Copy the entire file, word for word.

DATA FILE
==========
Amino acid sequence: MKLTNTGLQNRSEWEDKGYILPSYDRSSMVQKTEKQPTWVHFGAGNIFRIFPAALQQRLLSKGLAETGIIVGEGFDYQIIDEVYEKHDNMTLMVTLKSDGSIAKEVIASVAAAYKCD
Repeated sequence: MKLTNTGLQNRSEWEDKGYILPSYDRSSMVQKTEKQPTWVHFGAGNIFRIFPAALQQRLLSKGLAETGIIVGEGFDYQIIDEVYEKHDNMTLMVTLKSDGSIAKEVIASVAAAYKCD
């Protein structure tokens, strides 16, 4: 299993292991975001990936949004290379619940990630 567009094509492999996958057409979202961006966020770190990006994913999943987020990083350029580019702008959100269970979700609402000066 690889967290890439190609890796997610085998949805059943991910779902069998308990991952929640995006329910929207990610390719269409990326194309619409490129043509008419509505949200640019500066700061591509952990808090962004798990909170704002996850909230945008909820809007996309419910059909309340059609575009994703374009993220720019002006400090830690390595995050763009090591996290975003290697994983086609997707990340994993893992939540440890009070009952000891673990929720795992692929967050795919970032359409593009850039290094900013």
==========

Amino acid sequence: MKLTNTGLQNRSEWEDKGYILPSYDRSSMVQKTEKQPTWVHFGAGNIFRIFPAALQQRLLSKGLAETGIIVGEGFDYQIIDEVYEKHDNMTLMVTLKSDGSIAKEVIASVAAAYKCD
Repeated sequence: MKLTNTGLQNRSEWEDKGYILPSYDRSSMVQKTEKQPTWVHFGAGNIFRIFPAALQQRLLSKGLAETGIIVGEGFDYQIIDEVYEKHDNMTLMVTLKSDGSIAKEVIASVAAAYKCD
């Protein structure tokens, strides 16, 4: 299993292991975001990936949004290379619940990630 567009094509492999996958057409979202961006966020770190990006994913999943987020990083350029580019702008959100269970979700609402000066 690889967290890439190609890796997610085998949805059943991910779902069998308990991952929640995006329910929207990610390719269409990326194309619409490129043509008419509505949200640019500066700061591509952990808090962004798990909170704002996850909230945008909820809007996309419910059909309340059609575009994703374009993220720019002006400090830690390595995050763009090591996290975003290697994983086609997707990340994993893992939540440890009070009952000891673990929720795992692929967050795919970032359409593009850039290094900013």